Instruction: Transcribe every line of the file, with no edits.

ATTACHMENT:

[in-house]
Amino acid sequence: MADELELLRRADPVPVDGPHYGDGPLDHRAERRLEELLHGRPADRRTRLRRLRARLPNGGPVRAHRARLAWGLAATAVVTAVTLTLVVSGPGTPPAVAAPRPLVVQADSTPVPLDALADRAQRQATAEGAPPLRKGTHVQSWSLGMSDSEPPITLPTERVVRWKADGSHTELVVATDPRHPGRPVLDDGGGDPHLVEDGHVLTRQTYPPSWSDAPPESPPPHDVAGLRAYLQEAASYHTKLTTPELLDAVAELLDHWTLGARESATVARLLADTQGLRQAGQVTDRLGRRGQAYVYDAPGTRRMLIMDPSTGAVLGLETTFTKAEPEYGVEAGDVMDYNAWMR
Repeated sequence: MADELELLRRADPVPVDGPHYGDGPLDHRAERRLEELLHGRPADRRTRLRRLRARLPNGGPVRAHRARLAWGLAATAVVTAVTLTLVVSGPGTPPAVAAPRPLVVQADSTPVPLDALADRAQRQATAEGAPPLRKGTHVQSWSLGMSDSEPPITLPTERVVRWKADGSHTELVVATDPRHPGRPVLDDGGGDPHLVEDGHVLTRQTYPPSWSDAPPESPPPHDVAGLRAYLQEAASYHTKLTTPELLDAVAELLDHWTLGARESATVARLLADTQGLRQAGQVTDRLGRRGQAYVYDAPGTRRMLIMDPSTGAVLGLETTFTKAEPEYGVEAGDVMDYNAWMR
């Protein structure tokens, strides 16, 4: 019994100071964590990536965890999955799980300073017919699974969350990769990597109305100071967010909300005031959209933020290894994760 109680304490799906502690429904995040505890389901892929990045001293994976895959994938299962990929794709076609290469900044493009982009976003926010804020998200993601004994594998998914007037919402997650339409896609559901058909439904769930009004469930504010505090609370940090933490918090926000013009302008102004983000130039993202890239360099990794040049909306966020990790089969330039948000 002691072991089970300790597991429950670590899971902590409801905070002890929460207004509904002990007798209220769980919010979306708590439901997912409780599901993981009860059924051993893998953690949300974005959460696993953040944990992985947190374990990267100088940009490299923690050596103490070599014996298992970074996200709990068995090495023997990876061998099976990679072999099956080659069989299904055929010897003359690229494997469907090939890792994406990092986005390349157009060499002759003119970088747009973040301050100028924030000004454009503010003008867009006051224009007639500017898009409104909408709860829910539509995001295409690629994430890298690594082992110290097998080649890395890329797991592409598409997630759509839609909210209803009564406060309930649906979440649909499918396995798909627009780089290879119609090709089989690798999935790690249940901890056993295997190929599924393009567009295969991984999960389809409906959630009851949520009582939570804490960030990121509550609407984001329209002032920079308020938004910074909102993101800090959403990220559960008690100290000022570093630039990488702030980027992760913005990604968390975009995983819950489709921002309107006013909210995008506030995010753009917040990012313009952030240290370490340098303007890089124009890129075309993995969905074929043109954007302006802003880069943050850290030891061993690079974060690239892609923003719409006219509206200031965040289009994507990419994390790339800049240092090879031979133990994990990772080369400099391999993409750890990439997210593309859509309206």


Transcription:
[in-house]
Amino acid sequence: MADELELLRRADPVPVDGPHYGDGPLDHRAERRLEELLHGRPADRRTRLRRLRARLPNGGPVRAHRARLAWGLAATAVVTAVTLTLVVSGPGTPPAVAAPRPLVVQADSTPVPLDALADRAQRQATAEGAPPLRKGTHVQSWSLGMSDSEPPITLPTERVVRWKADGSHTELVVATDPRHPGRPVLDDGGGDPHLVEDGHVLTRQTYPPSWSDAPPESPPPHDVAGLRAYLQEAASYHTKLTTPELLDAVAELLDHWTLGARESATVARLLADTQGLRQAGQVTDRLGRRGQAYVYDAPGTRRMLIMDPSTGAVLGLETTFTKAEPEYGVEAGDVMDYNAWMR
Repeated sequence: MADELELLRRADPVPVDGPHYGDGPLDHRAERRLEELLHGRPADRRTRLRRLRARLPNGGPVRAHRARLAWGLAATAVVTAVTLTLVVSGPGTPPAVAAPRPLVVQADSTPVPLDALADRAQRQATAEGAPPLRKGTHVQSWSLGMSDSEPPITLPTERVVRWKADGSHTELVVATDPRHPGRPVLDDGGGDPHLVEDGHVLTRQTYPPSWSDAPPESPPPHDVAGLRAYLQEAASYHTKLTTPELLDAVAELLDHWTLGARESATVARLLADTQGLRQAGQVTDRLGRRGQAYVYDAPGTRRMLIMDPSTGAVLGLETTFTKAEPEYGVEAGDVMDYNAWMR
């Protein structure tokens, strides 16, 4: 019994100071964590990536965890999955799980300073017919699974969350990769990597109305100071967010909300005031959209933020290894994760 109680304490799906502690429904995040505890389901892929990045001293994976895959994938299962990929794709076609290469900044493009982009976003926010804020998200993601004994594998998914007037919402997650339409896609559901058909439904769930009004469930504010505090609370940090933490918090926000013009302008102004983000130039993202890239360099990794040049909306966020990790089969330039948000 002691072991089970300790597991429950670590899971902590409801905070002890929460207004509904002990007798209220769980919010979306708590439901997912409780599901993981009860059924051993893998953690949300974005959460696993953040944990992985947190374990990267100088940009490299923690050596103490070599014996298992970074996200709990068995090495023997990876061998099976990679072999099956080659069989299904055929010897003359690229494997469907090939890792994406990092986005390349157009060499002759003119970088747009973040301050100028924030000004454009503010003008867009006051224009007639500017898009409104909408709860829910539509995001295409690629994430890298690594082992110290097998080649890395890329797991592409598409997630759509839609909210209803009564406060309930649906979440649909499918396995798909627009780089290879119609090709089989690798999935790690249940901890056993295997190929599924393009567009295969991984999960389809409906959630009851949520009582939570804490960030990121509550609407984001329209002032920079308020938004910074909102993101800090959403990220559960008690100290000022570093630039990488702030980027992760913005990604968390975009995983819950489709921002309107006013909210995008506030995010753009917040990012313009952030240290370490340098303007890089124009890129075309993995969905074929043109954007302006802003880069943050850290030891061993690079974060690239892609923003719409006219509206200031965040289009994507990419994390790339800049240092090879031979133990994990990772080369400099391999993409750890990439997210593309859509309206």